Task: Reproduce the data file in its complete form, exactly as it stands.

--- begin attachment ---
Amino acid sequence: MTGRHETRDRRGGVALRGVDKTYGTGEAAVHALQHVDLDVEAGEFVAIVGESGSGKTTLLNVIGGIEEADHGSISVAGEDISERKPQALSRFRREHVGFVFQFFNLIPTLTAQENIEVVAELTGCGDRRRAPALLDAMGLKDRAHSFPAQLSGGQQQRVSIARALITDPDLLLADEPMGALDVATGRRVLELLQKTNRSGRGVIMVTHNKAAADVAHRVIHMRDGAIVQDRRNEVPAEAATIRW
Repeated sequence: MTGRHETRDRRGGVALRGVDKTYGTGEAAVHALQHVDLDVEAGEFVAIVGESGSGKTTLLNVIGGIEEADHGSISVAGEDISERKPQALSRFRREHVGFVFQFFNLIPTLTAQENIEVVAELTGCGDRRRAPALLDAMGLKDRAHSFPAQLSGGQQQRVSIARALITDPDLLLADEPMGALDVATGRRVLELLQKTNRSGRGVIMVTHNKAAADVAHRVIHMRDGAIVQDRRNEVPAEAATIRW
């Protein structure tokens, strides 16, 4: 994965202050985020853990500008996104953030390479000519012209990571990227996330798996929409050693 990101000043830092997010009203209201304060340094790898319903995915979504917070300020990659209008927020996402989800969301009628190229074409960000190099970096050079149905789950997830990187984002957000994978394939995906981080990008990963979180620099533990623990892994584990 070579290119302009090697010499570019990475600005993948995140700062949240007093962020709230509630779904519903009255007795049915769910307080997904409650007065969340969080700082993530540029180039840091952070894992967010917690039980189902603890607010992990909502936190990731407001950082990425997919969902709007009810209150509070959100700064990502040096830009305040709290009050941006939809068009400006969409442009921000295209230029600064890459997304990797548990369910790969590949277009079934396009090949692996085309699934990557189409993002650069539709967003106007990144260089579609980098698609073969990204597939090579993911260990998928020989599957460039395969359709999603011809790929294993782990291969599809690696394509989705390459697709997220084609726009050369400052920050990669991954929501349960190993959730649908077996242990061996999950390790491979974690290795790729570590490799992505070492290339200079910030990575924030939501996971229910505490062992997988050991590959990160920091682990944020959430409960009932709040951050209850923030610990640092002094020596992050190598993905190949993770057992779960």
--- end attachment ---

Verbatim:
Amino acid sequence: MTGRHETRDRRGGVALRGVDKTYGTGEAAVHALQHVDLDVEAGEFVAIVGESGSGKTTLLNVIGGIEEADHGSISVAGEDISERKPQALSRFRREHVGFVFQFFNLIPTLTAQENIEVVAELTGCGDRRRAPALLDAMGLKDRAHSFPAQLSGGQQQRVSIARALITDPDLLLADEPMGALDVATGRRVLELLQKTNRSGRGVIMVTHNKAAADVAHRVIHMRDGAIVQDRRNEVPAEAATIRW
Repeated sequence: MTGRHETRDRRGGVALRGVDKTYGTGEAAVHALQHVDLDVEAGEFVAIVGESGSGKTTLLNVIGGIEEADHGSISVAGEDISERKPQALSRFRREHVGFVFQFFNLIPTLTAQENIEVVAELTGCGDRRRAPALLDAMGLKDRAHSFPAQLSGGQQQRVSIARALITDPDLLLADEPMGALDVATGRRVLELLQKTNRSGRGVIMVTHNKAAADVAHRVIHMRDGAIVQDRRNEVPAEAATIRW
């Protein structure tokens, strides 16, 4: 994965202050985020853990500008996104953030390479000519012209990571990227996330798996929409050693 990101000043830092997010009203209201304060340094790898319903995915979504917070300020990659209008927020996402989800969301009628190229074409960000190099970096050079149905789950997830990187984002957000994978394939995906981080990008990963979180620099533990623990892994584990 070579290119302009090697010499570019990475600005993948995140700062949240007093962020709230509630779904519903009255007795049915769910307080997904409650007065969340969080700082993530540029180039840091952070894992967010917690039980189902603890607010992990909502936190990731407001950082990425997919969902709007009810209150509070959100700064990502040096830009305040709290009050941006939809068009400006969409442009921000295209230029600064890459997304990797548990369910790969590949277009079934396009090949692996085309699934990557189409993002650069539709967003106007990144260089579609980098698609073969990204597939090579993911260990998928020989599957460039395969359709999603011809790929294993782990291969599809690696394509989705390459697709997220084609726009050369400052920050990669991954929501349960190993959730649908077996242990061996999950390790491979974690290795790729570590490799992505070492290339200079910030990575924030939501996971229910505490062992997988050991590959990160920091682990944020959430409960009932709040951050209850923030610990640092002094020596992050190598993905190949993770057992779960």